BSG Ecology undertakes a wide range of ecology work on estates. This allows estate managers to align management operations with wildlife legislation, and maximises wildlife conservation gain. Several examples of work undertaken working alongside Nicholsons Forestry are detailed here.
Forestry Track Upgrade
Over the past two years, BSG Ecology has been advising a large (wooded) estate in North Oxfordshire on a project requiring the upgrade of a network of forestry tracks.
The old woodland rides were rutted and narrow, restricting access for gamekeepers involved in deer control and also modern machinery used in forestry operations. The work was necessary to enable improved access so that necessary management could continue to take place across the estate. The woodland is a Site of Special Scientific Interest (SSSI) notified in part for its rich flora, including the rare plant meadow saffron Colchicum autumnale and several species of orchid. This meant that the work had to be done with great care to avoid damage to the interest features of the SSSI.
We produced a working method statement and agreed this with Natural England. It involved standardised sampling of the track routes by an ecologist with specialist botanical skills. Tracks with least botanical interest were favoured for access over those of highest interest, and where impacts along the more interesting tracks could not be avoided, an ecologist helped with local re-alignment of the route of the track to avoid key species.
We worked closely with Nicholsons Forestry and undertook regular liaison with both the estate and Natural England to ensure that all re-alignment work was practical (in terms of estate management) and acceptable in respect of maintaining the interest features of the SSSI.
Biodiversity conservation measures incorporated into the upgrade work included woodland thinning along the edges of tracks in the more dense areas of woodland, which will help increase the coverage of managed woodland glades at the site. Woodland glades support the greatest botanical interest within the SSSI.
BSG Ecology has been working with Nicholsons Forestry to advise a farmer who is promoting outdoor bushcraft activities across his wooded estate in Southern Oxfordshire. Supervised outdoor activities for children and adults alike provide opportunities for environmental education, and woodlands are particularly attractive settings for such activities. However, part of the estate is a SSSI, notified for its habitat and several rare species. Therefore measures had to be taken to ensure that activities such as camping, localised camp fires, shelter construction, and foraging for wild foods could all be undertaken in a way that was compatible with the maintenance of the interest features of the SSSI.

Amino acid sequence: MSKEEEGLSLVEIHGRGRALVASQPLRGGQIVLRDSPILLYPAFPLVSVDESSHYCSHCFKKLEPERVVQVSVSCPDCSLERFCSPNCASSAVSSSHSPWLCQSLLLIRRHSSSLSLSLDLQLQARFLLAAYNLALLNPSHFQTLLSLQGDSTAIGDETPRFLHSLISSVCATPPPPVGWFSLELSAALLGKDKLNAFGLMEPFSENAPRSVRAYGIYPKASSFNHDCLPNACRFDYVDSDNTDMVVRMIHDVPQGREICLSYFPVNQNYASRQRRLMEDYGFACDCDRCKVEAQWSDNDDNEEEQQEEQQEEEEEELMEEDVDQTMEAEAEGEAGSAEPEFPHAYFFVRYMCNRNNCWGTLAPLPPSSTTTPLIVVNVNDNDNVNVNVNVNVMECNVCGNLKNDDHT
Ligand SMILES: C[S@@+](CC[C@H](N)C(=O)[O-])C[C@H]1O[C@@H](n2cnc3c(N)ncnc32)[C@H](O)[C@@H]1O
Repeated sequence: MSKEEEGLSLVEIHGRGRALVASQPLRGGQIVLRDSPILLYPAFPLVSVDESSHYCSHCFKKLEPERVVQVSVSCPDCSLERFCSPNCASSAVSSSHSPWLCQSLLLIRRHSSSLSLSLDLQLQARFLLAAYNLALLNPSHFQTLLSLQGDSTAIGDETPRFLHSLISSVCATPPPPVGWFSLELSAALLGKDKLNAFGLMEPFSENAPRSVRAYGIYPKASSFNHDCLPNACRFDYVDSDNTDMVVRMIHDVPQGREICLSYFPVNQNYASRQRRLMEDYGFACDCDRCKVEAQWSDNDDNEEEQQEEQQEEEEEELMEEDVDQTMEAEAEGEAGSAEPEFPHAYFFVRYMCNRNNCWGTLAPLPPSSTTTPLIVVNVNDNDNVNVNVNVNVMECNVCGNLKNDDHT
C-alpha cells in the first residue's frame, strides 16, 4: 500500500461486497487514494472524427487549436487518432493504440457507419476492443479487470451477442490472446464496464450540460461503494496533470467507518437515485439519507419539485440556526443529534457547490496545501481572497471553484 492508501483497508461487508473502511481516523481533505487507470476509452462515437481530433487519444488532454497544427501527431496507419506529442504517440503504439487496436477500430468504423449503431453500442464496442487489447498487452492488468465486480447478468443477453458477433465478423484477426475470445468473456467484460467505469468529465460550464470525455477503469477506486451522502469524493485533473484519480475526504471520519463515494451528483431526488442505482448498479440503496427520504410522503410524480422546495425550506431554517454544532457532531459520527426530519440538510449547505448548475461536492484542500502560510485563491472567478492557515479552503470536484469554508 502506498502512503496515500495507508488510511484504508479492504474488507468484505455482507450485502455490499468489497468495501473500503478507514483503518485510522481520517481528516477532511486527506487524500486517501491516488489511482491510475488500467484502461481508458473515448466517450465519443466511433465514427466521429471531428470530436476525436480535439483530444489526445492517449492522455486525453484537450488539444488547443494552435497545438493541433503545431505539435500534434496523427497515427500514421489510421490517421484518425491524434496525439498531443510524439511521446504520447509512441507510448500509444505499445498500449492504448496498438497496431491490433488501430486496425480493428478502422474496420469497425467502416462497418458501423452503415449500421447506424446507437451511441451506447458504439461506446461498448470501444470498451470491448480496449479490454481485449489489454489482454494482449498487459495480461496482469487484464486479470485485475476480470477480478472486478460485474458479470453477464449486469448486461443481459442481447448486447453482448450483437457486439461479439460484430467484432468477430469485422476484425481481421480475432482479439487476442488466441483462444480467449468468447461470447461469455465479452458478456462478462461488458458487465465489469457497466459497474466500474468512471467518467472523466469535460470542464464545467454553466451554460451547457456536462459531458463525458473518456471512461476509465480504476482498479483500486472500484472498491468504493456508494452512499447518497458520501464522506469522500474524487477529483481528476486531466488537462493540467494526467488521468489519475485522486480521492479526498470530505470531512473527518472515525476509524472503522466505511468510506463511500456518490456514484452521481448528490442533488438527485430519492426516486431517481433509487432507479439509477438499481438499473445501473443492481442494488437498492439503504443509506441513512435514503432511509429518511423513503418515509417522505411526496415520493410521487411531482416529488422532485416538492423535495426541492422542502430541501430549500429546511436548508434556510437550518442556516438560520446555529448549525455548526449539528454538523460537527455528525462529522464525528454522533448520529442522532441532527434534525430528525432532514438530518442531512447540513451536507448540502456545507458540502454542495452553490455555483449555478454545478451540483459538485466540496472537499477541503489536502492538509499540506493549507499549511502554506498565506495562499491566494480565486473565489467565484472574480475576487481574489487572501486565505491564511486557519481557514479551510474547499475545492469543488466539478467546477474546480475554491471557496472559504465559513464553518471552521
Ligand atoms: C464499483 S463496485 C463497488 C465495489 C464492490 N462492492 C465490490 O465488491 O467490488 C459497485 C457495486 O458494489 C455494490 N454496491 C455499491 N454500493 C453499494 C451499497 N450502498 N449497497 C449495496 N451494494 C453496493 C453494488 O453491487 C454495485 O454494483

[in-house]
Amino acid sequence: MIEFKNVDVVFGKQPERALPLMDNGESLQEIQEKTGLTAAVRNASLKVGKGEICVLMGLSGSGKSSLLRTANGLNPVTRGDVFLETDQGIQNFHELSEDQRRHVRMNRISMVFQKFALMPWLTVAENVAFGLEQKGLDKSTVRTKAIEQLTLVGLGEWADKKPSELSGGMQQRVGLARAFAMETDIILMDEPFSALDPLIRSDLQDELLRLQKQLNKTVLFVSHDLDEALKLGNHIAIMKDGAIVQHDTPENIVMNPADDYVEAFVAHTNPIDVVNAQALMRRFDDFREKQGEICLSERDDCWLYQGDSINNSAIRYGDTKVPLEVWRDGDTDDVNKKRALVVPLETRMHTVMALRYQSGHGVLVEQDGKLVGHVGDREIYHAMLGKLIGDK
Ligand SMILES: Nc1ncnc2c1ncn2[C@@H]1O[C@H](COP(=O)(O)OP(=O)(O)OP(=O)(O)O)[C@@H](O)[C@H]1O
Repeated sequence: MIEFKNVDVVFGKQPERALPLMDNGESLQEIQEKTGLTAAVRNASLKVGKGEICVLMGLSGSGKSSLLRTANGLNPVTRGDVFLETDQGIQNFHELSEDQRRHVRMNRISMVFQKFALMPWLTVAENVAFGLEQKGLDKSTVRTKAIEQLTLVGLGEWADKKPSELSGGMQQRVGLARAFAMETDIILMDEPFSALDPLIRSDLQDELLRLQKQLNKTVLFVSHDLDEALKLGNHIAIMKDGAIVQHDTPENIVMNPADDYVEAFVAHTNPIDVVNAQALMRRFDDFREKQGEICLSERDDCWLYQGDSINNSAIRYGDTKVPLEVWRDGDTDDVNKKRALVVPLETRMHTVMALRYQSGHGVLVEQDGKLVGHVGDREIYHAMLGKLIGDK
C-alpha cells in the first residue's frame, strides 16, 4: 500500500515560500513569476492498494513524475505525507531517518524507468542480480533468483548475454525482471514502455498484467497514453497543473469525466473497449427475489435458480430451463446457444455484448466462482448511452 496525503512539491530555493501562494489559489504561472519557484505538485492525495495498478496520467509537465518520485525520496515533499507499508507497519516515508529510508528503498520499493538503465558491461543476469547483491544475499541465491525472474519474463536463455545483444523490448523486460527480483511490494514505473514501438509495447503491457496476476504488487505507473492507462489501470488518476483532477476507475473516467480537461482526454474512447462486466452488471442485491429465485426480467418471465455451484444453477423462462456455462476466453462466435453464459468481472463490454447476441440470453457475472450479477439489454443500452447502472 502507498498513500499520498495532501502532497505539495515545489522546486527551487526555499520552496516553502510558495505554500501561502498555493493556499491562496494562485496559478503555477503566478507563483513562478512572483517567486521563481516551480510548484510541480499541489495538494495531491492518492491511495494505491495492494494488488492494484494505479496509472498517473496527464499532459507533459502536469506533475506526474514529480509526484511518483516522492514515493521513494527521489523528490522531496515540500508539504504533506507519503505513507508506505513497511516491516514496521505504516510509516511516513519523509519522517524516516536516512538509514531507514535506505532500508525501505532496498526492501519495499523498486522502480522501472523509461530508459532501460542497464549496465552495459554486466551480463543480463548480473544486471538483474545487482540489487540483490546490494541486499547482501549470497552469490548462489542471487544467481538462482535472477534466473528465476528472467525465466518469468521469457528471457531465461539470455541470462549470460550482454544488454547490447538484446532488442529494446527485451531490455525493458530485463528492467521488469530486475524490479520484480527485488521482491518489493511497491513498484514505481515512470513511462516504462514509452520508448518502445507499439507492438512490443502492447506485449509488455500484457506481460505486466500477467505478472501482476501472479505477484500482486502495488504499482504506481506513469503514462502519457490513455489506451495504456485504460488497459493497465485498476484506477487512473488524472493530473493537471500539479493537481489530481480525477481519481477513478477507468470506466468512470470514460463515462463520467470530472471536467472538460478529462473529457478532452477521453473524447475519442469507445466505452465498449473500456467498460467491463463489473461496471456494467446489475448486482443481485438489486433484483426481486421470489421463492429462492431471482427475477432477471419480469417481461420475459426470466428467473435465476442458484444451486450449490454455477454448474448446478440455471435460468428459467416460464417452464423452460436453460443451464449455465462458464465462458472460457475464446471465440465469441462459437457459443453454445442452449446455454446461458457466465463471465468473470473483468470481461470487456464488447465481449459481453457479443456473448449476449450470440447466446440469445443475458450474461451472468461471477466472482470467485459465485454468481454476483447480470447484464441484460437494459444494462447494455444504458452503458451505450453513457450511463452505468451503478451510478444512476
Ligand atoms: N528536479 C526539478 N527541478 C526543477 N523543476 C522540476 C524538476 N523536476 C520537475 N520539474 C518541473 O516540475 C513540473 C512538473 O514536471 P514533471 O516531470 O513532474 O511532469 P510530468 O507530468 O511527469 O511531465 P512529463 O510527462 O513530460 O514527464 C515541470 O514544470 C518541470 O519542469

We assessed the ecological impacts of bushcraft activities on the SSSI in liaison with Natural England, and working with Nicholsons Forestry presented a strategy to mitigate these impacts. A scientifically-grounded monitoring programme was then developed to enable evidence to be collected to establish whether there would be any residual effect on the conservation value of the SSSI from the continuing activities.
The monitoring will allow changes in woodland structure and flora to be detected that can be attributed to the bushcraft activities. Should any deleterious impacts be identified, changes can be implemented to ensure that the favourable conservation status of the woodland is maintained.
Forestry Operations at a Wooded Estate in North Oxfordshire
BSG Ecology has been engaged, through Nicholsons Forestry, to undertake baseline surveys of birds, butterflies and deer at a large wooded estate in North Oxfordshire. This work has been instigated following a prolonged period of low-intervention management. A significant opportunity was realised to improve the structure and secure the wildlife of the woodlands, through ride widening, coppicing, thinning and halo-thinning¹ around veteran trees and wild service trees Sorbus torminalis, which are relatively scarce across the UK.
Nicholsons Forestry is implementing a comprehensive programme of forestry works which will continue for some years to come. The baseline surveys that we are conducting will firstly establish the status of target faunal groups across the estate; and secondly, allow comparison against this baseline through monitoring in subsequent years. It is hoped that the results of the monitoring will show a marked increase in butterfly and bird species diversity, and a reduced impact from deer, as the deer control measures become more targeted.
¹ Halo-thinning is a method of ‘freeing up’ veteran / specimen trees from densely shaded stands. This normally requires progressive selective thinning around the tree; otherwise sudden exposure to open conditions could cause water stress, damage epiphytic species (if present) and result in wind damage.